How Good is Kiva for Microfinance Institutions?
To carry out its mission of connecting people through lending to alleviate poverty, Kiva allows microfinance institutions (MFIs) to raise 0% interest capital on the Kiva website. MFIs use this capital to lend to entrepreneurs and collect (and keep) the interest on these loans. For MFIs, being able to raise interest-free capital is arguably the greatest benefit of joining Kiva. While this funding is interest-free, there is a still a cost associated with raising the capital. MFIs must expend resources to post loans, repayment figures, and journal updates on the Kiva website. Do these costs outweigh the benefits? Financially speaking, how good is Kiva for their field partner microfinance institutions? Let’s look at a real life example of a large Asian for-profit microfinance institution, considering only at the incremental benefits and costs associated with partnering up with Kiva (all figures in US Dollars).
Financial benefits for Asian for-profit field partner
According to the notes from the 2009 annual audited financial statements, this MFI had outstanding borrowings from Kiva of $459,205 at Dec 31/09 and $304,367 at Dec 31/08. That’s an average outstanding loan balance of $381,786. Also from the notes of the financial statements, the average cost of borrowing was 8.75%. By borrowing from Kiva, the MFI saved itself just over $33,400 in interest costs in 2009.
From the Kiva partner page, the average loan size for this MFI was $476, which means that the MFI posted about 800 loans in 2009. That’s 800 borrower pictures taken, 800 loan profiles uploaded, and about 128 journals uploaded (unfortunately, this partner has a low journalling rate of 16%). Here’s where I’ll need to make a couple of assumptions: The first assumption is that three full-time staff (or the equivalent to, if the work is done by more than three people) are required to do all of the Kiva work. Let’s also assume that the full-time staff are paid salaries of $350 a month and that associated overhead costs (training, travel, depreciation of equipment, utilities) for the MFI are 50% of salaries. In total, that comes out to $6,300/year per person, or $18,900. Add in $800 for a typical Kiva incentive of $1/loan paid to the loan officers for the additional work that they do (take a digital picture, get a client waiver signed, interview the client for the borrower profile) and the total annual cost comes out to $19,600. This specific field partner issues most loans in USD, so foreign exchange risk is not a big issue. For field partners that issue significant amounts of non-US Dollar loans, the cost of taking on foreign exchange risk must also be considered. However, this risk is very difficult to quantify, and the majority of it can be postponed until the end of the Kiva-field partner relationship due to Kiva’s net billing system.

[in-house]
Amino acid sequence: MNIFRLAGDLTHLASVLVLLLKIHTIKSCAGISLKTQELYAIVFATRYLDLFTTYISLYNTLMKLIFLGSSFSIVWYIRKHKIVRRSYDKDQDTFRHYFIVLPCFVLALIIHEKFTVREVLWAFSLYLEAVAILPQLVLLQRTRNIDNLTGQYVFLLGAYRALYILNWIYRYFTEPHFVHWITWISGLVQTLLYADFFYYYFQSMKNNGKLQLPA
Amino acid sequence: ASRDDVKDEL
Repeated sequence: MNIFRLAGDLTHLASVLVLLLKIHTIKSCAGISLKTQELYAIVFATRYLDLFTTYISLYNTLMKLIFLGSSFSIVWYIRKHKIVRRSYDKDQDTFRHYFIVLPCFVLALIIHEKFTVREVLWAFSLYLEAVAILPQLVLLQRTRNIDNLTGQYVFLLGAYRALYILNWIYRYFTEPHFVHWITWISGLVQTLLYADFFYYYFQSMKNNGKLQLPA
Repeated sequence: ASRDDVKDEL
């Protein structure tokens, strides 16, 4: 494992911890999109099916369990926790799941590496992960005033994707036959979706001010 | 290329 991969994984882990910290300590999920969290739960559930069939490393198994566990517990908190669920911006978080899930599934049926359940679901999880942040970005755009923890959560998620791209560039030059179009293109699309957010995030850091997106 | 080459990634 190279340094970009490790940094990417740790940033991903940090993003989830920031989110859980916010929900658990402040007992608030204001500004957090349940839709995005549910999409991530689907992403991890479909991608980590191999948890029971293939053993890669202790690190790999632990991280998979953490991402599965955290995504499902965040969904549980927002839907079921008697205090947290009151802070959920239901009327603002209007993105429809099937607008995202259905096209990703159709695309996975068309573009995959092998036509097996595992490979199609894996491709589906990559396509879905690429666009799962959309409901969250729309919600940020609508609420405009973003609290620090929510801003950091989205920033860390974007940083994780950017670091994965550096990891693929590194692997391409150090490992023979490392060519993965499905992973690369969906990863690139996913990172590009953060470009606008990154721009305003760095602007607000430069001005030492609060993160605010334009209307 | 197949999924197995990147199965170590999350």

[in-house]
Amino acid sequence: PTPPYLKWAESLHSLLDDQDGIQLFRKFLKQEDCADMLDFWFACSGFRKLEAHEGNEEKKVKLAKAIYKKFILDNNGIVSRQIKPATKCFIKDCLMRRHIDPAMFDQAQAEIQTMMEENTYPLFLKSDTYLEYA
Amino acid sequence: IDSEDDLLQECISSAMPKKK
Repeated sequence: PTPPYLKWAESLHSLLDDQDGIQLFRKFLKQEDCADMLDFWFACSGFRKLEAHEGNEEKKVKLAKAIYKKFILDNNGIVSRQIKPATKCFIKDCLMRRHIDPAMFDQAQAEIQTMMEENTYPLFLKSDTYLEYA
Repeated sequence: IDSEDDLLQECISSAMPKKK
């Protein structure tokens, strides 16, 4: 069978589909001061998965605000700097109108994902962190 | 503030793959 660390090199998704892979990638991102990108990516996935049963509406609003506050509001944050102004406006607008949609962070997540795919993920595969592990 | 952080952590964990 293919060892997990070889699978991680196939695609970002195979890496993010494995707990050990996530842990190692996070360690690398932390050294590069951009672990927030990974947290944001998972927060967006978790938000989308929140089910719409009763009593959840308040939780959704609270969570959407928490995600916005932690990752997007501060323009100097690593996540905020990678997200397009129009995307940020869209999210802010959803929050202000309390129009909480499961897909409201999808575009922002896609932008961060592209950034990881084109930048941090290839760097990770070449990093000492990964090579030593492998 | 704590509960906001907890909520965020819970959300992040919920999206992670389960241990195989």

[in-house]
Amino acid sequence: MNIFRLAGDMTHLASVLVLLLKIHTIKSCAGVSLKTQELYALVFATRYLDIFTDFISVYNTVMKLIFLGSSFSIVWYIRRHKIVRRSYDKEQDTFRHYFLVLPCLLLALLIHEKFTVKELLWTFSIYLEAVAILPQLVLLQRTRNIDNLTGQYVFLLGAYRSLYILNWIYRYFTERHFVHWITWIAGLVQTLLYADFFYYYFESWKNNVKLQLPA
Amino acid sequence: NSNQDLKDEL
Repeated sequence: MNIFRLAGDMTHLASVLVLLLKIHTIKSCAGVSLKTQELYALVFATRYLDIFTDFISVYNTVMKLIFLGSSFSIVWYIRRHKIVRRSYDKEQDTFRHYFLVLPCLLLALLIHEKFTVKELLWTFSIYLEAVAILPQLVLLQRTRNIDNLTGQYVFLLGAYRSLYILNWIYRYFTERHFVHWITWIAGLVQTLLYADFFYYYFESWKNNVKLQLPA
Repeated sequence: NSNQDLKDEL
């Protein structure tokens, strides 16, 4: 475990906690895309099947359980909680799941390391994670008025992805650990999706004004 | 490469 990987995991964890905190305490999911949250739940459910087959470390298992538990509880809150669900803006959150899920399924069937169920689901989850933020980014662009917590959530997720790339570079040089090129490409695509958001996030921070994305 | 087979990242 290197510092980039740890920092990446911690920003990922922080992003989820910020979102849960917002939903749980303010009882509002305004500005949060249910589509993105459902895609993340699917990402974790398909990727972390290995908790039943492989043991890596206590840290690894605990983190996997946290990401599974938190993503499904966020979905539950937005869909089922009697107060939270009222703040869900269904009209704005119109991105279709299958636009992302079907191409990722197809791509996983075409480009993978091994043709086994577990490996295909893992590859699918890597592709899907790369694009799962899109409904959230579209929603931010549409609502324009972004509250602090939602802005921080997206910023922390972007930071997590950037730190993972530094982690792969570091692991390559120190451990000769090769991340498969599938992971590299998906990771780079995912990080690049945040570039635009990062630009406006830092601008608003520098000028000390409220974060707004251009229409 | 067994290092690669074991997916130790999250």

Net financial benefit
With savings of $33,400 and costs of $19,600, this MFI ended up with a net financial benefit of $13,800 for 2009. This is just a rough estimate, because of the many assumptions made. The financial benefit of Kiva to MFIs will vary with their cost of funding, cost of staff and overhead, and any extreme local currency depreciation that the MFI is not able to compensate for by posting more loans.
While MFIs “make money” from being on Kiva, it is not as if the shareholders of all MFIs on Kiva are getting rich off of Kiva funding. In fact, 80% of Kiva’s partners are not-for-profit/non-governmental organizations that do not have shareholders, and a lot of the MFIs on Kiva are not turning a profit, relying on donor funding to survive. Some MFIs, like the ones in Cambodia, are structured as for-profit companies only because they have to incorporate to carry out microfinance operations.
MFIs should benefit too!
I would have posited that MFIs that partnered up with Kiva receive a net financial benefit; otherwise, why would they have signed up for the partnership in the first place? Field partner MFIs play a vital role in the Kiva system, administering loans and reporting back to Kiva’s lenders on the status of the loans. By lending on Kiva, you not only support entrepreneurs around the world, but you also support the field partner MFIs, enabling them provide microfinance services where they are very much needed. In return, you get to connect with entrepreneurs around the world through reading their loan profiles and receiving journal updates. It’s a win-win situation.
Edwin Au-Yeung is a Kiva Fellow currently serving at Tanaoba Lais Manekat in Kupang, West Timor, Indonesia. He has also served as a roaming Kiva Fellow in Phnom Penh, Cambodia, and likes to run quick calculations in his head. Want to support the provision of microfinance services around the world? Make a loan on Kiva today!
Entry filed under: KF12 (Kiva Fellows 12th Class), KF13 (Kiva Fellows 13th Class). Tags: interest free capital, KF12, KF13, Kiva, Kiva Fellows, kiva microloans, kiva.org, microfinance, microfinance institutions.